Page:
Matt KempThe Boston Red Sox would be wise to look the other way when it comes to Los Angeles Dodgers outfielder Matt Kemp.

Kemp looks like a sexy solution to the Red Sox’s offensive woes — particularly as they pertain to the outfield — because he was an elite talent before battling various injuries. There’s nothing overly sexy about Kemp right now, though, and it would be ill-advised to relinquish assets and make a significant contractual commitment for a player whose overall impact could prove minimal.’s Rob Bradford reports there’s “nothing going on” between the Red Sox and Dodgers in regards to Kemp. This conflicts with a report from The Boston Globe’s Nick Cafardo, who noted Sunday that Boston spent “significant time” last week scouting the outfielder. Either way, any talk of the Red Sox landing Kemp centers on speculation at this point, especially since Dodgers general manager Ned Colletti told Cafardo he doesn’t intend to trade the two-time All-Star.

Kemp was the National League MVP runner-up in 2011. He was an awesome blend of power and speed, a five-tool center fielder, someone capable of carrying a lineup, yada, yada, yada. Flash forward three years, and Kemp, while still a viable major league hitter, is less explosive, more expensive and, in general, just not as good. Even Kemp himself has admitted he’s not the same player, particularly defensively.

“I just need to play better defense,” Kemp said last month, according to “I’ve been bobbling balls, not getting as good a jump as I need to. … My legs are getting stronger and stronger, but I did come off microfracture surgery. I wish I was as explosive as before.

“I’m not hurt or anything, but you have those good days and bad days. I wish I could steal 100 million bases like I used to, but I don’t feel it.”

The eyeball test suggests Kemp is a defensive liability. The metrics support the observation.

Kemp’s Defensive Wins Above Replacement (Def. WAR) this season, according to FanGraphs, is minus-14.2. His minus-13.6 Ultimate Zone Rating (UZR) — a defensive metric that estimates a fielder’s defensive contribution in theoretical runs above or below an average fielder at his position in that player’s league and year — ranks second-to-last among all major league outfielders, behind Torii Hunter’s minus-14. For context, a minus-15 UZR is considered “awful,” according to FanGraphs.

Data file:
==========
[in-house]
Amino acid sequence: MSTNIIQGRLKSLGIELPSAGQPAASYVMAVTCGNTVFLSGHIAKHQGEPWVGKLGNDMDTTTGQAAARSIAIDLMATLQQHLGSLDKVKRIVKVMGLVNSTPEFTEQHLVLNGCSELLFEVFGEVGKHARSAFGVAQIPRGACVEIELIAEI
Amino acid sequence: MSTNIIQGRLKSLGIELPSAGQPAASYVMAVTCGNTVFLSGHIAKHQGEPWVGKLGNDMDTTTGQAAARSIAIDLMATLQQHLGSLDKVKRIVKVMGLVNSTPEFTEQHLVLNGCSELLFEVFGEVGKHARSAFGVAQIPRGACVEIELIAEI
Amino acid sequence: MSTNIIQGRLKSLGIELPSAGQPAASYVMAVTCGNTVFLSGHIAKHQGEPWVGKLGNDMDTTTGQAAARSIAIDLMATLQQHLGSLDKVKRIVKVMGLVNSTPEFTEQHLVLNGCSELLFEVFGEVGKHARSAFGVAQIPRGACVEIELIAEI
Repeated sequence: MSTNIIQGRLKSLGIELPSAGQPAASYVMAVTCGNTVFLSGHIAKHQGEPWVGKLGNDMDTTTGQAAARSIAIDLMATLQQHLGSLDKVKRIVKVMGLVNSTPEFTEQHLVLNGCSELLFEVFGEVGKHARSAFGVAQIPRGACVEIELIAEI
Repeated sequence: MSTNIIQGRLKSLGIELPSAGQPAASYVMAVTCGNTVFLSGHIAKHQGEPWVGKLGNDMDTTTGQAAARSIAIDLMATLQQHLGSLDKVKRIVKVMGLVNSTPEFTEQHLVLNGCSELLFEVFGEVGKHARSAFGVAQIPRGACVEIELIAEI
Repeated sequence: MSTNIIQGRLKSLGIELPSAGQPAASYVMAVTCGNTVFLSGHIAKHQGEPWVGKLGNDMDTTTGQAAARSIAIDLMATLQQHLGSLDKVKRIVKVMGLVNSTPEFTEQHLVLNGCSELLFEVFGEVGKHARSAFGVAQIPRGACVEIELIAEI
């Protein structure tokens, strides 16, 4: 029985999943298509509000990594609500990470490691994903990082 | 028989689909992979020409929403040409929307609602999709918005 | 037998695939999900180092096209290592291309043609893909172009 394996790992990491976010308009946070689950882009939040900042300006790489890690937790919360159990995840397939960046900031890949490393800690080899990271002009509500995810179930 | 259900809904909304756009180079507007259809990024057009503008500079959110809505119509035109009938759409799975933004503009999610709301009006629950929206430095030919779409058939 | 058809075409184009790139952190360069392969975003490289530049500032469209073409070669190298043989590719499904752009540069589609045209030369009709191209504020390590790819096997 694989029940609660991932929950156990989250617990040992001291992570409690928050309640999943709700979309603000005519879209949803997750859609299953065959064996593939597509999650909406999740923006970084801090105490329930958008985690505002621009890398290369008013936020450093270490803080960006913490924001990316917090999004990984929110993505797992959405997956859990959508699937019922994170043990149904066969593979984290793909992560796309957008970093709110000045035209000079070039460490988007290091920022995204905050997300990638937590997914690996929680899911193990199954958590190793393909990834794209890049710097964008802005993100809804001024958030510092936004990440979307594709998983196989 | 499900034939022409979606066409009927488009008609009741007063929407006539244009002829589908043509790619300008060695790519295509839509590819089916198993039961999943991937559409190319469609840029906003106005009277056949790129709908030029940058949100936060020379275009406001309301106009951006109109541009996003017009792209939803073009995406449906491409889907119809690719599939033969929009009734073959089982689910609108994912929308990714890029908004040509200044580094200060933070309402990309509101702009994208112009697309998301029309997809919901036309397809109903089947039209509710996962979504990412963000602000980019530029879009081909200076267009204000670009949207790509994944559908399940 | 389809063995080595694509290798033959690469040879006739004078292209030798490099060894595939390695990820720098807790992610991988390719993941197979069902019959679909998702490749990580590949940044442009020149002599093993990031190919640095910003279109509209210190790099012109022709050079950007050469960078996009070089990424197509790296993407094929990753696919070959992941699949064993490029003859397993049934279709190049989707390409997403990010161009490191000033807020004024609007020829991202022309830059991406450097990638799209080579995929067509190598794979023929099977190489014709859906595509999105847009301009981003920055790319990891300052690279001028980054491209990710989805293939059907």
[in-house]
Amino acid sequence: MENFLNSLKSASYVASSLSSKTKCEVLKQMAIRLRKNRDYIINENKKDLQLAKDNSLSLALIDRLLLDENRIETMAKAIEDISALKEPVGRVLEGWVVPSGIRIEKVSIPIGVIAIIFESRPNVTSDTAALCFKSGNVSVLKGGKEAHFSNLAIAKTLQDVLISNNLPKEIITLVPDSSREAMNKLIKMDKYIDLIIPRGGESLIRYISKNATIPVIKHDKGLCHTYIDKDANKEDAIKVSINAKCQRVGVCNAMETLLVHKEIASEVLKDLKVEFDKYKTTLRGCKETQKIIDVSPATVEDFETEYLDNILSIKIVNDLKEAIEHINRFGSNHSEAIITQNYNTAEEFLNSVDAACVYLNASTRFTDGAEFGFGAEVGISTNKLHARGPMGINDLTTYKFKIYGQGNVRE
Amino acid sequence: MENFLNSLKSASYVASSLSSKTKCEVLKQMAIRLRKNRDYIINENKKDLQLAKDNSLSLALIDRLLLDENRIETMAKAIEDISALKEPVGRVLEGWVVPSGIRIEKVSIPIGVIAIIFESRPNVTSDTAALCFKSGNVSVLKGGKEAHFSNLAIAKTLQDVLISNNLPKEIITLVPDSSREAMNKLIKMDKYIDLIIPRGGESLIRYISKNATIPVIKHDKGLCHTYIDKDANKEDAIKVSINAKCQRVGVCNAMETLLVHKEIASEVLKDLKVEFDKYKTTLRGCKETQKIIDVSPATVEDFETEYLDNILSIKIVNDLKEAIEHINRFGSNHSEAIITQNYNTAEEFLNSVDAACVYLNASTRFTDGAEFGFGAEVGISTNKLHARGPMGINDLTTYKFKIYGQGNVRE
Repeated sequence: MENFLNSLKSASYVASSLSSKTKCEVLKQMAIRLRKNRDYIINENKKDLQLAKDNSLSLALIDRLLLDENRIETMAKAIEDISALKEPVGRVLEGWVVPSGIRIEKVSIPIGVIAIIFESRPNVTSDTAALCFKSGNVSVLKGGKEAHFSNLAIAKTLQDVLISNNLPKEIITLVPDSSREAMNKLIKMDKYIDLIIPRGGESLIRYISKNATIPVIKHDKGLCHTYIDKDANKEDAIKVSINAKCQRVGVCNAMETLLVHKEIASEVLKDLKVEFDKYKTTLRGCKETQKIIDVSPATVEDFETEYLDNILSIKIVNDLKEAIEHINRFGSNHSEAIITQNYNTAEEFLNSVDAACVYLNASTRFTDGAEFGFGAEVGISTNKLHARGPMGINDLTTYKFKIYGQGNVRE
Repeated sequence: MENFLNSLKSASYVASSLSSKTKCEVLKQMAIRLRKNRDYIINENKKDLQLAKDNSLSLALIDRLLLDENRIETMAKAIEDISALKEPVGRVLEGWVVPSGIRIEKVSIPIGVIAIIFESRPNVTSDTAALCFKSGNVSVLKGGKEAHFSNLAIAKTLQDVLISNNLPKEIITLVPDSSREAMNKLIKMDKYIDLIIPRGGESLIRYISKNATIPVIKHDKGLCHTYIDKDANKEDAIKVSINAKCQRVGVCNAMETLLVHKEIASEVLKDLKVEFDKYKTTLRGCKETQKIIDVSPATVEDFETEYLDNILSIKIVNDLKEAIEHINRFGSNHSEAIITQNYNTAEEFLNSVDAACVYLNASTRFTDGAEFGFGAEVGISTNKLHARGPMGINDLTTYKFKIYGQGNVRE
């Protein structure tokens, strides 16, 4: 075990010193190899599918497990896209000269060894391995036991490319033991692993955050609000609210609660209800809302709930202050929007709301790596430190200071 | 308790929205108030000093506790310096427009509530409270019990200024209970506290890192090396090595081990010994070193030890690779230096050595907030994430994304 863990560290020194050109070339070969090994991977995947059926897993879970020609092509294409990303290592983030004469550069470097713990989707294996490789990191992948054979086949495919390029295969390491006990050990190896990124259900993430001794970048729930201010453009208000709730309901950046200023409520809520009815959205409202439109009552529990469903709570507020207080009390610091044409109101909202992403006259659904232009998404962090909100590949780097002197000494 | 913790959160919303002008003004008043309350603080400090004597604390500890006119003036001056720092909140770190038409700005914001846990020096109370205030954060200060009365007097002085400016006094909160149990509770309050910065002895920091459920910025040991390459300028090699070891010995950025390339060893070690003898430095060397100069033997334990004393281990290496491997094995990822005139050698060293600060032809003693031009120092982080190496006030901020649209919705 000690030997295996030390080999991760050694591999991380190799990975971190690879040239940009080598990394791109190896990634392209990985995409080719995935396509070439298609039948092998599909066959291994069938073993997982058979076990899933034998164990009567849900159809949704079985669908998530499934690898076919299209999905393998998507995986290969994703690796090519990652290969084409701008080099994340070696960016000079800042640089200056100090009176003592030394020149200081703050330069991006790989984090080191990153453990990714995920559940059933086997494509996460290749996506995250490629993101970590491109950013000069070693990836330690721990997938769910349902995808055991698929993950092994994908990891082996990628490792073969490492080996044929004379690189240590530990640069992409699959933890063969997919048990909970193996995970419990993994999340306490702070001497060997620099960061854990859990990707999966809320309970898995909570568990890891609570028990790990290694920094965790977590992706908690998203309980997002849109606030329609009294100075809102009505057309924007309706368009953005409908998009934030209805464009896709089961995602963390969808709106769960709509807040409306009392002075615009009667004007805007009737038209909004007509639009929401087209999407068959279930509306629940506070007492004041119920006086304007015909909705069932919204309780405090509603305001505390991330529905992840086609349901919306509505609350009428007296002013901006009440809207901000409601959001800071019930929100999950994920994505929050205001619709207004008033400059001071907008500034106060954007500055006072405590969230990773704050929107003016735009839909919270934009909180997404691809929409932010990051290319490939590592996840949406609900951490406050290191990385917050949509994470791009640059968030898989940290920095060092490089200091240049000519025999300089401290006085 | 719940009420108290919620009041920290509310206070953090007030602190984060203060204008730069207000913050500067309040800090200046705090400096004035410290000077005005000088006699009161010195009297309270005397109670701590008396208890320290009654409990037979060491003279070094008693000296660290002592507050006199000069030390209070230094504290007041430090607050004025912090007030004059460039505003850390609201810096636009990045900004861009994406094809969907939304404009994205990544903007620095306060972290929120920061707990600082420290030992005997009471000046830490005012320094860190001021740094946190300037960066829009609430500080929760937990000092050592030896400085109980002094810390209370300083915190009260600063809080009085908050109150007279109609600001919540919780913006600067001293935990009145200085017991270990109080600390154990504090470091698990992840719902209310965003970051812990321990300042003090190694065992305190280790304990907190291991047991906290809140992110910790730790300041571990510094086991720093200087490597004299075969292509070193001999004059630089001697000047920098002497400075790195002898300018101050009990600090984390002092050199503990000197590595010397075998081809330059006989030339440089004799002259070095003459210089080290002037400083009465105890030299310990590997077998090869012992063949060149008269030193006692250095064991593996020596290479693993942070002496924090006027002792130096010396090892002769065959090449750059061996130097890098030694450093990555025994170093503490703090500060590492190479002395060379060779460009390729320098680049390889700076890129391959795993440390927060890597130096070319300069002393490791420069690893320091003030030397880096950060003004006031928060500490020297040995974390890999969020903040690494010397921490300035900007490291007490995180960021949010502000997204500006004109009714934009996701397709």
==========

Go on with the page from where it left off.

But hey, why not increase the sample size? Since the beginning of 2012, when injuries became a major issue, Kemp’s minus-38.8 UZR is the worst among all major league outfielders with at least 2,000 innings played. He has cost the Dodgers a big league outfield-high 37 runs, according to FanGraphs’ Defensive Runs Saved (DRS) stat.

Kemp has played strictly left field since the end of May, ostensibly because he no longer can hack it in center field. Kemp, a two-time Gold Glove winner, always was an overrated defender, but his shift to a corner outfield spot decreases his overall value, particularly if he’s no longer capable of producing at an MVP-caliber offensive level. And while Kemp has come on strong of late, the 29-year-old’s power and basestealing prowess has dipped since he totaled 39 homers, 40 stolen bases, 126 RBIs and a .986 OPS in 2011. This season, Kemp is hitting .274 with seven homers, 28 RBIs, five steals and a .793 OPS in 67 games.

Simply put, Kemp is trending in the wrong direction. Even if the Dodgers picked up a large chunk of the $107 million remaining on Kemp’s contract beyond this season, he’ll still be under team control through 2019, at which point he could be dead money.

The Red Sox could use outfield help for now and the future, as the organization severely lacks depth at the position. But when it comes to Kemp, they’re better off pursuing more attractive options.